For the last two years, I have lived in a cute little duplex on a quiet side street off a major Atlanta road. Set on a large lawn next to a peaceful creek and surrounded by massive pine trees and blooming hydrangeas, the house has perfect for two graduate students stumbling through their studies. The house is so quaint and the space so verdant that my dad even nicknamed it “the Shire” after the hobbits’ home in Lord of the Rings. And the name fits. The house is small, but cozy; tucked away, but not isolated; wild, but well kept…
… and very, very quirky.
I know that every house—even the suburban cookie-cutter variety—has its quirks, but I’m afraid mine has more than its fair share. And during the last two years, my roommate Maria and I had our share of fun discovering them.
The first was the “fog horn”, as we semi-affectionately called it. It began as a faint sound in the pipes, and it would last for a second or two after we used the bathroom sink. But over the next few days, it began to grow louder and louder. While we fiddled with the faucet as best we could, discovering ways to make the sound temporarily quieter, the noise continued. Over the next week or so, the fog horn became louder and more frequent, now happening whenever we turned on the shower, used the kitchen sink, and flushed the toilet. After it became clear that the problem was getting worse, we told our landlady (who lives in the adjoining duplex unit), and she promised to call a plumber. By the time he arrived, the fog horn had become its own veritable amplifier, vibrating the floorboards in Maria’s room and growing so loud that even our landlady could hear it. After three separate visits, the plumber finally managed to eradicate the fog horn, at least temporarily. He also did messed up our hot water, so for a few days our showers were not very warm. Before his next visit, we left him the note below, and he fixed it:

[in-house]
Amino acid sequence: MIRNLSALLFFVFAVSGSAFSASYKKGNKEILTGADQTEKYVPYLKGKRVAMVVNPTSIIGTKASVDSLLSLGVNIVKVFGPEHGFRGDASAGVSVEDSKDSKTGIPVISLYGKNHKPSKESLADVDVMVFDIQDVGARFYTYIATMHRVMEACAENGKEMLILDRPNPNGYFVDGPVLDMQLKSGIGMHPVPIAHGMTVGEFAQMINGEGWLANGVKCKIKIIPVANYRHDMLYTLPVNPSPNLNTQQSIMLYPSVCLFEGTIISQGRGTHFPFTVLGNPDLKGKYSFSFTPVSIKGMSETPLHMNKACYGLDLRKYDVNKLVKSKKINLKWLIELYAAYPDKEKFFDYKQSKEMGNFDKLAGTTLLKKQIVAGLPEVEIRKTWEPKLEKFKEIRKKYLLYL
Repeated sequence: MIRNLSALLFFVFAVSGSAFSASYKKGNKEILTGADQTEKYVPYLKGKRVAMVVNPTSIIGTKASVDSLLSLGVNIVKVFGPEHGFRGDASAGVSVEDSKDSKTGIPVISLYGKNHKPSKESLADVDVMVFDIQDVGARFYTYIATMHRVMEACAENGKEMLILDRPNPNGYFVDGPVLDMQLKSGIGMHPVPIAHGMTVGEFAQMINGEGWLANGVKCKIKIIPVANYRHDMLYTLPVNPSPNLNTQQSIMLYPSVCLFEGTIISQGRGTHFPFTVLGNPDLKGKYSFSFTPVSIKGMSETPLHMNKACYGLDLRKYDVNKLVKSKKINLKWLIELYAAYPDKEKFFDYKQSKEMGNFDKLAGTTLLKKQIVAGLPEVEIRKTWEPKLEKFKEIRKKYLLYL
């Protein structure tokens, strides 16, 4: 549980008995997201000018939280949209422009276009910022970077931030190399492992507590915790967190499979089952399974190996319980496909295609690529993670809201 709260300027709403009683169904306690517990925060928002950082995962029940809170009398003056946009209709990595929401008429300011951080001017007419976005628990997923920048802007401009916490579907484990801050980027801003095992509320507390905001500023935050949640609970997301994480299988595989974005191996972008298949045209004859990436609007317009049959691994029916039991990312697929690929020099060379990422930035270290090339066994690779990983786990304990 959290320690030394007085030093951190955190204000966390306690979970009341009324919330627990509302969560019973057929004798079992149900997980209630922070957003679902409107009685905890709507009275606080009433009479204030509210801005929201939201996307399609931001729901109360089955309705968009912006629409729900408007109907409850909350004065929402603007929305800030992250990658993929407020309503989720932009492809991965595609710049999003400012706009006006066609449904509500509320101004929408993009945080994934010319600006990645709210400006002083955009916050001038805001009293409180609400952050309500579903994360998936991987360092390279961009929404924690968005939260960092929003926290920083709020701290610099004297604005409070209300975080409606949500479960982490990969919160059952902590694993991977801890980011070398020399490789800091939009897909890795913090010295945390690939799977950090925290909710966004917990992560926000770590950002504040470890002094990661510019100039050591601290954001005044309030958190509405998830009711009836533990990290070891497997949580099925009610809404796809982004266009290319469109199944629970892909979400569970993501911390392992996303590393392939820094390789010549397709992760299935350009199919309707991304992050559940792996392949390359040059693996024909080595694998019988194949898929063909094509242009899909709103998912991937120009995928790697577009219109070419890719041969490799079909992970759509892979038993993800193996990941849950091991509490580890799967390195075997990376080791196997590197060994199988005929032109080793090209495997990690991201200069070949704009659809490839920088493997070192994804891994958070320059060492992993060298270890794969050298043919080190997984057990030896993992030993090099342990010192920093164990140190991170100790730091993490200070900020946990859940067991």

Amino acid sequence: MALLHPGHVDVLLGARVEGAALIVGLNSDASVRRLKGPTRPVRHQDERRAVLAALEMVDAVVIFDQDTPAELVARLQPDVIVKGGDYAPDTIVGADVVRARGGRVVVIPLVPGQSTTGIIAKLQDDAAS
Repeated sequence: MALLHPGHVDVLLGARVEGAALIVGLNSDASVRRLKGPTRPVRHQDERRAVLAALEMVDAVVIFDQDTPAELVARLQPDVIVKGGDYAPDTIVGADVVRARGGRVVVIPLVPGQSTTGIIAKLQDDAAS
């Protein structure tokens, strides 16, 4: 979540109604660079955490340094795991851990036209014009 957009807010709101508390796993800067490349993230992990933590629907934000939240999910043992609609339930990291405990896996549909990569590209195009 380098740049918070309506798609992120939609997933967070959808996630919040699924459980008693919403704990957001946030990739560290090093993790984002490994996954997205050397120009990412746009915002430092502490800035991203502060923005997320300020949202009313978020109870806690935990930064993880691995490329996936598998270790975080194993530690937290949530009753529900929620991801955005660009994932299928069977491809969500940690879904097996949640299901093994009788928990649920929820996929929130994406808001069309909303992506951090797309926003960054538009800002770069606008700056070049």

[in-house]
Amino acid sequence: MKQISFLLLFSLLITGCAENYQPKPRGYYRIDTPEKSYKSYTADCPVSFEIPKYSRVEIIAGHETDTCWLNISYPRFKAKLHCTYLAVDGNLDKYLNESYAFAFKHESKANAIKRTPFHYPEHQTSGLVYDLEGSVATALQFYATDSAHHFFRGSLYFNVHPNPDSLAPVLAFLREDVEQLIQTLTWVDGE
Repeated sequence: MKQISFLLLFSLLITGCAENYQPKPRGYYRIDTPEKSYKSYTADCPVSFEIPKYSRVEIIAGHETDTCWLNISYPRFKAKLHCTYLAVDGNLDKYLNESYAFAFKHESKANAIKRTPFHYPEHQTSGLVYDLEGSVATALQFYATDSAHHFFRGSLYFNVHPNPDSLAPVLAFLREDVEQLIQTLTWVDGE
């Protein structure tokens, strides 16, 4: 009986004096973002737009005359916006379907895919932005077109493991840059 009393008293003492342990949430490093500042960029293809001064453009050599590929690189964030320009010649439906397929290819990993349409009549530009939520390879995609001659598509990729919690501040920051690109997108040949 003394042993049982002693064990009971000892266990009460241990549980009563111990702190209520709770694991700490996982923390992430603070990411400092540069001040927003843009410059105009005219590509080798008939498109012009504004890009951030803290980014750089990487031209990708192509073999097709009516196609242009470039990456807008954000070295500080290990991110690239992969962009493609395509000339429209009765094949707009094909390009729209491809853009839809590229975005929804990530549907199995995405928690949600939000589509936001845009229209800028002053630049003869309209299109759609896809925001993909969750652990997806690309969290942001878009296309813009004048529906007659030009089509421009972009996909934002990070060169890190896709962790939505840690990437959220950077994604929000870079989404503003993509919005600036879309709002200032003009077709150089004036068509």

The washer-dryer unit provided the next quirk. Because of my chronic fear of shrinking my clothes, I don’t use the dryer very often. I do, however, dry all of my whites (because, let’s be honest, air-dried socks simply aren’t very fluffy). After washing and drying my sheets for the first time, I noticed something strange: my otherwise white pillow case had sprouted what looked like a tan-colored mustache. On further examination, I discovered similar mustaches on my fitted sheets and several of my wife-beaters. Puzzled by these facial-hair-shaped tattoos, I continued to study my laundry, looking for an explanation. Eventually I found it: the dryer had burned the corners of the tags on the sheets, which had then tattooed my laundry. Having solved the mystery, I cut off the tags and called it good.
And everything was good, until one fateful day in January my roommate and I smelled something burning. Concerned that our duplex was on fire, we rushed to the kitchen only to discover that, though our house was okay, our washing machine was not. The smell was coming from the agitator’s engine, which had decided to give up the ghost. For the next few days, we crossed our fingers and hoped it would revive itself, but our positive vibes were futile. The washer-dryer unit was toast. And thanks to our reluctance to tell our landlady—and an unexpected Georgia snow storm—we didn’t get a replacement for a couple more weeks. Which meant that our dirty laundry piles soon looked like this:
There have been several other strange quirks (like the time we thought our heater was broken, but we had actually just been paying someone else’s gas bill for the past 6 months. Whoops.), and I can’t go into detail about all of them here. However, there is one more that I’d like to mention before calling it a day: